On Mon, 12 Apr 2004 19:36:11 -0700, Dan Sawyer wrote:
>I am trying to increase the efficiency of a center loaded vertical by
>creating a good ground system.
>Based on models the antenna 'should' have a have a total impedance of
>less then 10 Ohms. Yet it reads close to 50 Ohms. I assume the 40 plus
>Ohms is related to ground resistance. Is this a reasonable starting
If you study the replies that you have been given (and you have been
given some very good ones), it all boils down to this:
1) Assuming that you are measuring the impedance correctly at the
feedpoint and you get a measurement that says it is 50 ohms resistive,
the radiation resistance is probably roughly what your model is telling
you, and the rest of the resistance is split between the loading coil
and the ground system.
2) Reducing those losses is not easy -- it takes a LOT of copper in the
3) Now, measuring the Z at the feedpoint is not easy -- there will be
some feedline between your instrumentation and the feedpoint, and that
feedline will transform the impedance in a rather complex way based on
its length and the impedance that the antenna presents to the line as
compared to the characteristic impedance of the line. A Smith Chart is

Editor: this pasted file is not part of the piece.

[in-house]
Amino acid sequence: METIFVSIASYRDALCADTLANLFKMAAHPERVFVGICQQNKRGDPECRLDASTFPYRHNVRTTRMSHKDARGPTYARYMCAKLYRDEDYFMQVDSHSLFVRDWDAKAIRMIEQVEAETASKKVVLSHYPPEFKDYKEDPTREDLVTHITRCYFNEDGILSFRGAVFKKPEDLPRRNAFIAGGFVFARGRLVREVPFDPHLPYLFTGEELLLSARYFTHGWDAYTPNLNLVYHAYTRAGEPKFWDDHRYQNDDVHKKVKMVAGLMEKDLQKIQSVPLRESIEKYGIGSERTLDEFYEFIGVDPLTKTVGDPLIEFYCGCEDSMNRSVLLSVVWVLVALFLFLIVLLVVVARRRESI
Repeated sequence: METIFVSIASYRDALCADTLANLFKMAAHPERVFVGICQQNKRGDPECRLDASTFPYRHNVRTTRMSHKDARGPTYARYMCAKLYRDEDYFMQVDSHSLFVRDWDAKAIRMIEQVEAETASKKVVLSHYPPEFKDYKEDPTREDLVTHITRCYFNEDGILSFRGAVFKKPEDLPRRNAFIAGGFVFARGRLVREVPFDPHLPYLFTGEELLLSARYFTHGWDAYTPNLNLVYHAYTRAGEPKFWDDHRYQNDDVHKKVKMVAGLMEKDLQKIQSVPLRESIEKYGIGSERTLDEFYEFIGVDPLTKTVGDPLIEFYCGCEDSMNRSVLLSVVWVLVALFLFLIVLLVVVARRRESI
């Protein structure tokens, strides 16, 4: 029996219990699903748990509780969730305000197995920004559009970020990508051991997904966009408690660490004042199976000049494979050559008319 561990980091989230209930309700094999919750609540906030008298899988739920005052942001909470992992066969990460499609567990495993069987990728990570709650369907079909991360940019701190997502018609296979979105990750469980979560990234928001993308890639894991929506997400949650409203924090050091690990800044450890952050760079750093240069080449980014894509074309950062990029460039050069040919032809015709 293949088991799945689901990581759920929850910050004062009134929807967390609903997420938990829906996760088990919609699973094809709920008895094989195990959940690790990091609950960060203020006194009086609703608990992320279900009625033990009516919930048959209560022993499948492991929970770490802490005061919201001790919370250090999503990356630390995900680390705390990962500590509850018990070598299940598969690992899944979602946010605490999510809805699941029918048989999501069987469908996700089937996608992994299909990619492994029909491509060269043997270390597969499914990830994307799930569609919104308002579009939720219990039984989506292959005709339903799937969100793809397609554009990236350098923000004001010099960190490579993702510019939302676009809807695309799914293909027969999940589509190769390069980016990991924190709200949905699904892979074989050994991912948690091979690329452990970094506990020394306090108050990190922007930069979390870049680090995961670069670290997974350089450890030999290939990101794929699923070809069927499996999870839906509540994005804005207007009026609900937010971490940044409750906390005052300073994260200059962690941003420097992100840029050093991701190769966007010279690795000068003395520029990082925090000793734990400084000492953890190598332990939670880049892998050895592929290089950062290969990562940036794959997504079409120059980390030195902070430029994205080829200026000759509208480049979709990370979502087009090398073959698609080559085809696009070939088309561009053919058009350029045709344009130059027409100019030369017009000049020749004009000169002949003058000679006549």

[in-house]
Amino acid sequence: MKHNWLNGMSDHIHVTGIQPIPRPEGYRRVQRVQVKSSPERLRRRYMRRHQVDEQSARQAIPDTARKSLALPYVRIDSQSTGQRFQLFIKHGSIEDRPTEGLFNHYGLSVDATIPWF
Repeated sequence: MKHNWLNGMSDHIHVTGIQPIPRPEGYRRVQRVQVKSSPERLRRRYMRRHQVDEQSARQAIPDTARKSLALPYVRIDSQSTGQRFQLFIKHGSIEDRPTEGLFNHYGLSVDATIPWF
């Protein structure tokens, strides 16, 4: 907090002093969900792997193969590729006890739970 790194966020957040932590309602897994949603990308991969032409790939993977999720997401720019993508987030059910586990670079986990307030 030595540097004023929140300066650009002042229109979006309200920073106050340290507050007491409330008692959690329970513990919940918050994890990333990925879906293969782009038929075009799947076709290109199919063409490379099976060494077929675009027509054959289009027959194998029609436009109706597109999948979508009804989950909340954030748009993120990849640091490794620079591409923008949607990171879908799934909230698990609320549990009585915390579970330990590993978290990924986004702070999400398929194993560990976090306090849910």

one of the few good ways to study this transformation. The ARRL Antenna
Book shows you how to do this.
4) Measuring the ground impedance at RF is not easy. As Tom has told
you, there are some fairly well documented ways to do this at power
frequencies, but they aren't easy either, and they don't translate well
to radio frequencies.
5) Accept the fact that anything you do in this area is going to be a
rough approximation, even if you are a really good engineer, and do
some really serious measurements with some really serious test
equipment. As Tom has told you, there are so many variables in real
world antenna systems (and their ground systems) that it's really hard
to get them all into your measurement (or a design).
To help you understand this better, do a search on the ARRL website for
the many excellent technical pieces on vertical antennas and ground
systems. There is a five-part series on ground systems! Also, study
some of the things written by W2FMI, Jerry Sevick, about his
experiments with ground systems for short loaded antennas.
Jim Brown K9YC
See: http://www.mscomputer.com for "Self Supporting Towers", "Wireless Weather
Stations", and lot's more. Call Toll Free, 1-800-333-9041 with any questions
and ask for Sherman, W2FLA.
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